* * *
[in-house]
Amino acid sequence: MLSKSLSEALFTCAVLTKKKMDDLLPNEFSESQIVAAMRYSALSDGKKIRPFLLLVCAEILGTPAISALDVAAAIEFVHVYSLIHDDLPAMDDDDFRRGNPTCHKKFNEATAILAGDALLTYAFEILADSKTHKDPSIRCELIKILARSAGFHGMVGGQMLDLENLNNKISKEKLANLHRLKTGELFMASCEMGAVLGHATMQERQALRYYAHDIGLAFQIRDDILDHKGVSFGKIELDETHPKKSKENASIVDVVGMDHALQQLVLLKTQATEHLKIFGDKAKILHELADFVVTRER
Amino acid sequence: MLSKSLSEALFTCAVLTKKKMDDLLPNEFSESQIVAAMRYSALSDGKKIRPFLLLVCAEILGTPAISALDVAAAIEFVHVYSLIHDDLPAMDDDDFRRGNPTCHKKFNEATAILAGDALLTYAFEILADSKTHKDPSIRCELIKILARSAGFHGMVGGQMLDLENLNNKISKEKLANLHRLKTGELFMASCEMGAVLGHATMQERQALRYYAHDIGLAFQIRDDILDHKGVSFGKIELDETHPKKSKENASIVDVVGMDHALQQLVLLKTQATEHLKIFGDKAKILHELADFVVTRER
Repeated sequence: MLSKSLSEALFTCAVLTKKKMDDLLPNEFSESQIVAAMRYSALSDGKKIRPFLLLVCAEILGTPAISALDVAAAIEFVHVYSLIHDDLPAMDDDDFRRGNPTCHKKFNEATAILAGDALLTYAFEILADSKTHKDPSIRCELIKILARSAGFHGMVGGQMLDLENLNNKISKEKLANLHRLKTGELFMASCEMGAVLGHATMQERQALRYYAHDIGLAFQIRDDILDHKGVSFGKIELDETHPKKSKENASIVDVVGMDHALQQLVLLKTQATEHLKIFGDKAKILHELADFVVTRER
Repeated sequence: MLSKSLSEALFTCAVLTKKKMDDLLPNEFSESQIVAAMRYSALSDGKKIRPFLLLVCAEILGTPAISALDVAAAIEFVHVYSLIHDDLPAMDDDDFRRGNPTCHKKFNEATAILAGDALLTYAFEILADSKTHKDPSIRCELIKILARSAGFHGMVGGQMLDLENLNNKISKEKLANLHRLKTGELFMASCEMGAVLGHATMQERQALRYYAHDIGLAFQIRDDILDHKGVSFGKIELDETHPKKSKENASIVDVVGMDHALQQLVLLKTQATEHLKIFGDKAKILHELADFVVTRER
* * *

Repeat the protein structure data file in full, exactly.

[in-house]
Amino acid sequence: MLSKSLSEALFTCAVLTKKKMDDLLPNEFSESQIVAAMRYSALSDGKKIRPFLLLVCAEILGTPAISALDVAAAIEFVHVYSLIHDDLPAMDDDDFRRGNPTCHKKFNEATAILAGDALLTYAFEILADSKTHKDPSIRCELIKILARSAGFHGMVGGQMLDLENLNNKISKEKLANLHRLKTGELFMASCEMGAVLGHATMQERQALRYYAHDIGLAFQIRDDILDHKGVSFGKIELDETHPKKSKENASIVDVVGMDHALQQLVLLKTQATEHLKIFGDKAKILHELADFVVTRER
Amino acid sequence: MLSKSLSEALFTCAVLTKKKMDDLLPNEFSESQIVAAMRYSALSDGKKIRPFLLLVCAEILGTPAISALDVAAAIEFVHVYSLIHDDLPAMDDDDFRRGNPTCHKKFNEATAILAGDALLTYAFEILADSKTHKDPSIRCELIKILARSAGFHGMVGGQMLDLENLNNKISKEKLANLHRLKTGELFMASCEMGAVLGHATMQERQALRYYAHDIGLAFQIRDDILDHKGVSFGKIELDETHPKKSKENASIVDVVGMDHALQQLVLLKTQATEHLKIFGDKAKILHELADFVVTRER
Repeated sequence: MLSKSLSEALFTCAVLTKKKMDDLLPNEFSESQIVAAMRYSALSDGKKIRPFLLLVCAEILGTPAISALDVAAAIEFVHVYSLIHDDLPAMDDDDFRRGNPTCHKKFNEATAILAGDALLTYAFEILADSKTHKDPSIRCELIKILARSAGFHGMVGGQMLDLENLNNKISKEKLANLHRLKTGELFMASCEMGAVLGHATMQERQALRYYAHDIGLAFQIRDDILDHKGVSFGKIELDETHPKKSKENASIVDVVGMDHALQQLVLLKTQATEHLKIFGDKAKILHELADFVVTRER
Repeated sequence: MLSKSLSEALFTCAVLTKKKMDDLLPNEFSESQIVAAMRYSALSDGKKIRPFLLLVCAEILGTPAISALDVAAAIEFVHVYSLIHDDLPAMDDDDFRRGNPTCHKKFNEATAILAGDALLTYAFEILADSKTHKDPSIRCELIKILARSAGFHGMVGGQMLDLENLNNKISKEKLANLHRLKTGELFMASCEMGAVLGHATMQERQALRYYAHDIGLAFQIRDDILDHKGVSFGKIELDETHPKKSKENASIVDVVGMDHALQQLVLLKTQATEHLKIFGDKAKILHELADFVVTRER